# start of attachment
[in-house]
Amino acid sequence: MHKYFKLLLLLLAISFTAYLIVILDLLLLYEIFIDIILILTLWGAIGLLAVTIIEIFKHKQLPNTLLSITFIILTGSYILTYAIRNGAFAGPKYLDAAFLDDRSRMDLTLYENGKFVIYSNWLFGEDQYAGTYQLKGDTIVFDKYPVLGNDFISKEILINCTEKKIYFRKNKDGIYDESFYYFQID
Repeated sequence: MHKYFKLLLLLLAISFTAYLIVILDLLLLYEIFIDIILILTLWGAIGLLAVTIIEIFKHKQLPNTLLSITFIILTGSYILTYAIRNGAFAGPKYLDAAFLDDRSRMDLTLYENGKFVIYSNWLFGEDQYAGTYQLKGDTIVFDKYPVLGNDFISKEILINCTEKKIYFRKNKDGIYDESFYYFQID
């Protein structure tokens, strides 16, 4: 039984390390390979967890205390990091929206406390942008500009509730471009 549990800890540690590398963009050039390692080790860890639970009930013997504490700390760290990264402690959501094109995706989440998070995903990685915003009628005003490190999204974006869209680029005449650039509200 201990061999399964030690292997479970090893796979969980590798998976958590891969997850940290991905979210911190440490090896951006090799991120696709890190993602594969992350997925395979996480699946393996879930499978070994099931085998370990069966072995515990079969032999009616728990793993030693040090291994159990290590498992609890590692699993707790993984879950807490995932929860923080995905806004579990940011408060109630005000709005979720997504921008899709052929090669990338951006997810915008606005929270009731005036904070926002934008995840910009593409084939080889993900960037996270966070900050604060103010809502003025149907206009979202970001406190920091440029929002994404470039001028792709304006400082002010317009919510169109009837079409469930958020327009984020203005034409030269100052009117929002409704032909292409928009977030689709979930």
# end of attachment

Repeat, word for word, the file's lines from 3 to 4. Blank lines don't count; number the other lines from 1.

Repeated sequence: MHKYFKLLLLLLAISFTAYLIVILDLLLLYEIFIDIILILTLWGAIGLLAVTIIEIFKHKQLPNTLLSITFIILTGSYILTYAIRNGAFAGPKYLDAAFLDDRSRMDLTLYENGKFVIYSNWLFGEDQYAGTYQLKGDTIVFDKYPVLGNDFISKEILINCTEKKIYFRKNKDGIYDESFYYFQID
């Protein structure tokens, strides 16, 4: 039984390390390979967890205390990091929206406390942008500009509730471009 549990800890540690590398963009050039390692080790860890639970009930013997504490700390760290990264402690959501094109995706989440998070995903990685915003009628005003490190999204974006869209680029005449650039509200 201990061999399964030690292997479970090893796979969980590798998976958590891969997850940290991905979210911190440490090896951006090799991120696709890190993602594969992350997925395979996480699946393996879930499978070994099931085998370990069966072995515990079969032999009616728990793993030693040090291994159990290590498992609890590692699993707790993984879950807490995932929860923080995905806004579990940011408060109630005000709005979720997504921008899709052929090669990338951006997810915008606005929270009731005036904070926002934008995840910009593409084939080889993900960037996270966070900050604060103010809502003025149907206009979202970001406190920091440029929002994404470039001028792709304006400082002010317009919510169109009837079409469930958020327009984020203005034409030269100052009117929002409704032909292409928009977030689709979930």